Church Technology Trends in 2018

Posted on January 4, 2018 by - Catholic Tech Talk

church technology trends


In St. Augustine’s Confessions, he refers to God’s beauty as “ever ancient, ever new.” As Catholic churches, we pass on our rich heritage of tradition to the next generation. But in an ever-changing world, the Church challenges us to a New Evangelization, “new in its ardor, methods and expression.” We know that while technology isn’t the solution, it’s certainly an incredibly effective tool for engaging parishioners and inviting them to greater discipleship. So as we look ahead to 2018, here are some key Church technology trends to keep an eye on.


Seekers of Truth

Posted on January 3, 2018 by - Connect! Sunday Reflection

Connect! Sunday Reflection: Seekers of TruthFor Sunday, January 07, 2018
The Epiphany of the Lord

Isaiah 60:1-6
Ephesians 3:2-3A, 5-6
Matthew 2:1-12

We Three Kings of Orient are bearing gifts, we traverse afar…”. So goes the popular song we’ll likely hear this Sunday. Each verse highlights one of the gifts the Magi bring. Homilies sometimes include a symbolic breakdown of each of the gifts and how they point to Christ’s kingship, priestly role, and his death. Most of us won’t see much gold in our lifetime, and we probably need to Google “frankincense ” and “myrrh”. At Epiphany, we often focus on what the wise men brought. All too rarely do we reflect on what brought them.


Saying “Yes” to God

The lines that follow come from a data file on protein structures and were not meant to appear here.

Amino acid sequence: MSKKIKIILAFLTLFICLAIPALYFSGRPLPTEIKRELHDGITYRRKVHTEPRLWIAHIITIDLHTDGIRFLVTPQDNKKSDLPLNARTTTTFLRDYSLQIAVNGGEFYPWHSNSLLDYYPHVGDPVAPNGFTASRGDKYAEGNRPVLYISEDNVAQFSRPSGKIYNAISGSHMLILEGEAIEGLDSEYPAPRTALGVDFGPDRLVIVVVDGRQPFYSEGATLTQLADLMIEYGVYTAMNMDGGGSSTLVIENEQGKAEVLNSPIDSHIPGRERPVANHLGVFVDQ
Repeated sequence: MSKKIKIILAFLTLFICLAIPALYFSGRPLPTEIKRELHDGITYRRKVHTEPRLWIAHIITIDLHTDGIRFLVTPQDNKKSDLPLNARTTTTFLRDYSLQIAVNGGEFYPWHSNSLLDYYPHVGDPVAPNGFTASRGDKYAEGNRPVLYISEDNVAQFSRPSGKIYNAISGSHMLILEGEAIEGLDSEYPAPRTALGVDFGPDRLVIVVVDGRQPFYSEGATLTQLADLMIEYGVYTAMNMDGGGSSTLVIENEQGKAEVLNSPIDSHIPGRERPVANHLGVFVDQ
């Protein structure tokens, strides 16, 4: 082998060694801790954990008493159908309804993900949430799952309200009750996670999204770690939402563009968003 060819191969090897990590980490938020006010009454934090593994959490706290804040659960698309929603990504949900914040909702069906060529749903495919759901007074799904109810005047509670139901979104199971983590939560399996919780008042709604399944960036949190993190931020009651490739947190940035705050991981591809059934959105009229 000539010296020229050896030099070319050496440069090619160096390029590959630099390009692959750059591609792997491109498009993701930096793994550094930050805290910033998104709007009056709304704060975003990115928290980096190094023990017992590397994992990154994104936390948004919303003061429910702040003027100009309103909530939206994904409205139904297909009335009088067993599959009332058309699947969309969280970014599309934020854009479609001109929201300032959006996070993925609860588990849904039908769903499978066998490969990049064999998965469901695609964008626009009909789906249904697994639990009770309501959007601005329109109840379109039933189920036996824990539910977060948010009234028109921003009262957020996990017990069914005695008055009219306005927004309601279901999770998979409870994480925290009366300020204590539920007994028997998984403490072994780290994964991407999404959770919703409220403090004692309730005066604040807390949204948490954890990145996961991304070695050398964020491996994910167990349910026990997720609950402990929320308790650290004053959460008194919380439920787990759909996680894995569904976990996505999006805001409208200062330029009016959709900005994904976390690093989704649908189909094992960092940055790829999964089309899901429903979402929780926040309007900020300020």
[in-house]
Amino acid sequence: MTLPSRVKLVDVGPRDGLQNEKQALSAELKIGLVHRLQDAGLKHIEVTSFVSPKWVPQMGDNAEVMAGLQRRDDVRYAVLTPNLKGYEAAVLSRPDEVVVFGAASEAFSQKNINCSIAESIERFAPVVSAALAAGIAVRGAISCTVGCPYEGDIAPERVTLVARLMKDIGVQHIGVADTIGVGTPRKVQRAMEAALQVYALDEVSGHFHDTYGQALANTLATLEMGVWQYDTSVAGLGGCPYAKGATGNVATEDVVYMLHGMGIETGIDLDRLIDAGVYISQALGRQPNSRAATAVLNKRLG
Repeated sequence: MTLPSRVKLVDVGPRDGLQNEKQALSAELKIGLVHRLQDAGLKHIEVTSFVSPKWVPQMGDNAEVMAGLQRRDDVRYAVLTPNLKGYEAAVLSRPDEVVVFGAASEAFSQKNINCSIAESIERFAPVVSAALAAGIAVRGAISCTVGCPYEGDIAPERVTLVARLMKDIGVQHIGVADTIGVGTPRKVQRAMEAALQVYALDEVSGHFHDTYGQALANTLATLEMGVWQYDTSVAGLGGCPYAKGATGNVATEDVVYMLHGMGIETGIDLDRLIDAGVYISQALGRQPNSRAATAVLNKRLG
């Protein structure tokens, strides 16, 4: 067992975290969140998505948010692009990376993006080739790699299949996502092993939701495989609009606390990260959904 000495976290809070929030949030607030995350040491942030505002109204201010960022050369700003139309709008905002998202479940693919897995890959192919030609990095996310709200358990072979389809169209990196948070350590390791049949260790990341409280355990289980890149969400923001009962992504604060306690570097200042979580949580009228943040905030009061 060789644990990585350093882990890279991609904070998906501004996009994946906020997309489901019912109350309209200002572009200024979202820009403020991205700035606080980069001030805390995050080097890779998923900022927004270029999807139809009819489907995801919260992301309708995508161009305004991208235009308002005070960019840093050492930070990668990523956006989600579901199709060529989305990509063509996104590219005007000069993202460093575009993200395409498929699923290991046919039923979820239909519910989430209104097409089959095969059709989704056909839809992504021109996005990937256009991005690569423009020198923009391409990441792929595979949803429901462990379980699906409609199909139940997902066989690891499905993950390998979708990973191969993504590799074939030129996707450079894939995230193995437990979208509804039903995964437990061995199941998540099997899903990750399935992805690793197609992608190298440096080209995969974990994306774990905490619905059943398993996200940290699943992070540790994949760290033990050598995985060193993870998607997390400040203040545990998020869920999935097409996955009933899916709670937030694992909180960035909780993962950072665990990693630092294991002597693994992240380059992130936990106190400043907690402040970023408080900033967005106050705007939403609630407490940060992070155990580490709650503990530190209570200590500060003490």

Posted on January 1, 2018 by - Everyday Stewardship

mother of god


An Everyday Stewardship Reflection for the Solemnity of the Blessed Virgin Mary, the Mother of God

Pope Francis said in an address from 2013, “Mary, whose “yes” opened the door for God to undo the knot of the ancient disobedience, is the Mother who patiently and lovingly brings us to God, so that He can untangle the knots of our soul by His fatherly mercy.”

Mary is the Mother who lovingly brings us to God, the one who turns human “yes’s” into miracles. Mary not only gave birth to the Son of God, she gave birth to our hope. By our own affirmative reply to God’s calling in our life, we trust that God will comfort and care for us as His own. Our Lady is then not only the Mother of God, but the Mother of Mercy, for without her, the pathway of mercy and grace does not break into our world.

We then must demonstrate our gratefulness for her answer to God by becoming vessels of God’s mercy for others. Just as He turned her “yes” into the Incarnation, God can turn our “yes” into a way for others to encounter Jesus Christ. God can untangle knots in others through our generosity and compassion. He can shower mercy upon a world in such desperate need of it through our actions and gestures of love. This is what it means to be a mature disciple and to live a stewardship way of life. Mary is the Mother of God, but she is our Mother as well. What better way to give thanks to the woman who made this possible with her gesture of love by offering that same love to the world.